And here's a taste of what the reviewer Melanie P. Kumar says:
'Biographies seldom occupy the high table in India. The lives of celebrities get written about, but the genre in itself is not accorded the importance it gets in many other parts of the world. It is on reading the story of Freda Bedi — who fought for India’s independence — that you realise the significance of her unconventional life and the need for documenting it.
'The eminently readable book by Andrew Whitehead brings alive the multifaceted personality of Freda and the many lives she could pack into a span of 66 years. Interestingly, the author bears some similarity with his subject. Both were born in Britain and married into India, which they made their home. Whitehead was the BBC’s India correspondent and his rich journalistic background shows in the crisp style and tenor of the writing.'
Humra Quraishi, who has real expertise in the modern history of Kashmir, has written in the National Herald about the session on Freda Bedi at the recent Khushwant Singh Literary Festival in London. Her account dwells in particular on the political tensions in Kashmir - and between Srinagar and Delhi - in the early years of independence as described in The Lives of Freda.
Here's the link: https://www.nationalheraldindia.com/opinion/the-remarkable-story-of-freda-an-indian-nationalist-english-woman
Humra Quraishi has also written about The Lives of Freda for the Kashmir Times: http://www.kashmirtimes.com/newsdet.aspx?q=91922
...and for Tehelka:
... and for Mainstream:
I've just spotted this - a lovely review of The Lives of Freda in the Statesman, among the most venerated of India's daily papers.
The reviewer is Bisakha Ghose, a considerable figure in literary and journalistic circles in Calcutta - and a veteran of the BBC World Service at Bush House: a 'fascinating' story - she says - and 'skilfully narrated'.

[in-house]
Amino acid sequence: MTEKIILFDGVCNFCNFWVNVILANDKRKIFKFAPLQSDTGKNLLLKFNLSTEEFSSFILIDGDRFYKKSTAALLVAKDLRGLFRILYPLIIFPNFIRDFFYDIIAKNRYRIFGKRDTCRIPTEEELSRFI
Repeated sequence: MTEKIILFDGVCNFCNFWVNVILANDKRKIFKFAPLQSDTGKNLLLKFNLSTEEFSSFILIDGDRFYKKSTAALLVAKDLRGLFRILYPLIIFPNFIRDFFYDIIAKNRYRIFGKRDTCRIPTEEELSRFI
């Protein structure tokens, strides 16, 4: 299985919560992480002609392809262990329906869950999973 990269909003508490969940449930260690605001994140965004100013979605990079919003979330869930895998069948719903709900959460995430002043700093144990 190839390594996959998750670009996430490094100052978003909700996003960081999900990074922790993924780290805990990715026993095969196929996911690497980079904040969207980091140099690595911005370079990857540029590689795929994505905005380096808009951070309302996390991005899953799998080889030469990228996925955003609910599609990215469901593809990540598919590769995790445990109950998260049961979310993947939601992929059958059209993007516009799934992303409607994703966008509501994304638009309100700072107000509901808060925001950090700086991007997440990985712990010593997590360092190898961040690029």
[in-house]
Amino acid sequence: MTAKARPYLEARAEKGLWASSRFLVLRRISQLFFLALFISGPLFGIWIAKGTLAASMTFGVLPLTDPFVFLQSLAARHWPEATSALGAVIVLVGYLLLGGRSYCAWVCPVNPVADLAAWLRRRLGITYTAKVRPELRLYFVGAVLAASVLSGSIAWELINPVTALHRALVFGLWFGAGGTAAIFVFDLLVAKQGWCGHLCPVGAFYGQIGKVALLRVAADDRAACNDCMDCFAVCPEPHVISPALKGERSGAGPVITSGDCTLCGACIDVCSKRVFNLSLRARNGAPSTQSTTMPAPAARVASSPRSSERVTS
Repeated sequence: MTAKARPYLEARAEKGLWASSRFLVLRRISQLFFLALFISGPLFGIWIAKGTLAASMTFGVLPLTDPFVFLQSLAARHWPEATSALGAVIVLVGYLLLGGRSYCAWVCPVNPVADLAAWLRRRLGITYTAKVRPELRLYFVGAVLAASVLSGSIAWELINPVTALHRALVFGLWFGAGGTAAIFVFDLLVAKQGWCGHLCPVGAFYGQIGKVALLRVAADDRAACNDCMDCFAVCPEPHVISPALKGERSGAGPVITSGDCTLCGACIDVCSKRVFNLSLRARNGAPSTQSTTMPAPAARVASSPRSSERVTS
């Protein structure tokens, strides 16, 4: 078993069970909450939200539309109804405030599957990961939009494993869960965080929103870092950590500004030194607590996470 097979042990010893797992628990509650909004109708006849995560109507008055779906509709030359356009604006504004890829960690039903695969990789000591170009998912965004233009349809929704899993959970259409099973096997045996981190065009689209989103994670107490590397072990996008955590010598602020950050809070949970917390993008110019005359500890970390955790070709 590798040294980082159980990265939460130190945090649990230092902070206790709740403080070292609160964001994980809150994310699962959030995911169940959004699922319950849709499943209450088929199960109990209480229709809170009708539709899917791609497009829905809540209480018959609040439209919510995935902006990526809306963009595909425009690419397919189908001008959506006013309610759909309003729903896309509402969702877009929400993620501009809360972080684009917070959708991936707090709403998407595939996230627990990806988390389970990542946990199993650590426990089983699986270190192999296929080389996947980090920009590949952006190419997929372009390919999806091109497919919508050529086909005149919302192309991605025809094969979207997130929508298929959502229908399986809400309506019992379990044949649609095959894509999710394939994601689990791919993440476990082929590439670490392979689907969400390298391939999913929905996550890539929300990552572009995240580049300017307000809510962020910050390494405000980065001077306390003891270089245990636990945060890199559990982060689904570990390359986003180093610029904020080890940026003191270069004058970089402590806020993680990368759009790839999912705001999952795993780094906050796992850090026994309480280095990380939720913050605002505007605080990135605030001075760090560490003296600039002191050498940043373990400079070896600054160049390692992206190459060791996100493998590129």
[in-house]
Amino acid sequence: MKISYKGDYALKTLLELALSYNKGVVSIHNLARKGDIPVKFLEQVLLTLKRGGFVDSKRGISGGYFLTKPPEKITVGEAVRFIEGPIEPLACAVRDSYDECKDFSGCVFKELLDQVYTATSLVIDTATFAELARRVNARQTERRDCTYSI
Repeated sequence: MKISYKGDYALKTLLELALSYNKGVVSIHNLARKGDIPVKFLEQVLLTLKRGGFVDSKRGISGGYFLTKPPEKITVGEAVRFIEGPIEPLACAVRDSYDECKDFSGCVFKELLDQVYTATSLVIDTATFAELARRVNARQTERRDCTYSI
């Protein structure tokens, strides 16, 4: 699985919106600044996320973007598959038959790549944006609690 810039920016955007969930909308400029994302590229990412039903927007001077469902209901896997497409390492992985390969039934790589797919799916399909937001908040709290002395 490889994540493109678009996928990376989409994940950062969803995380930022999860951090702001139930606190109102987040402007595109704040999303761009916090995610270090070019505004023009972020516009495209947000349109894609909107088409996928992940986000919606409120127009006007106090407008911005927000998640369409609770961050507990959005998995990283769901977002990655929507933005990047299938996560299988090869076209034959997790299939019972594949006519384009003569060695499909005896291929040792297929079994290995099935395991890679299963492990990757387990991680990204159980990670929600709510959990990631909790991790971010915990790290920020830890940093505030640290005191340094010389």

Freda Bedi was the subject of a well-attended session of the Khushwant Singh Literary Festival in London at the weekend. The venue was Khushwant's alma mater - King's College, London.
The panel consisted of - from left to right - the journalist Mick Brown moderating, who has written widely on Tibetan Buddhism; Norma Levine, a Buddhist and the author of a book about Freda's spiritual odyssey; and Andrew Whitehead, author of The Lives of Freda.
Last night, The Lives of Freda was launched in Mumbai. Kabir Bedi, Freda's son, talked movingly about his mother ... Malavika Sangghvi, whose parents were friends and comrades of the Bedis in Kashmir in the 1940s, hosted the evening ... and that's me on the left.
It was magical to hear from one of those who came along about living next door to the Bedis in Lahore's Model Town in the 1940s. Others spoke about coming across Freda and her family in the 1960s.
More than a hundred people attended and the event was organised by LiteratureLive!, with particular thanks to Anil Dharker and Amy Fernandes. And by my count a dozen or more Bedis were in attendance.
It was so nice that commanding figures in the BBC in India, Yogita Limaye and Sameer Hashmi, came along. Thanks guys!
The Lives of Freda
- a blog about my biography of Freda Bedi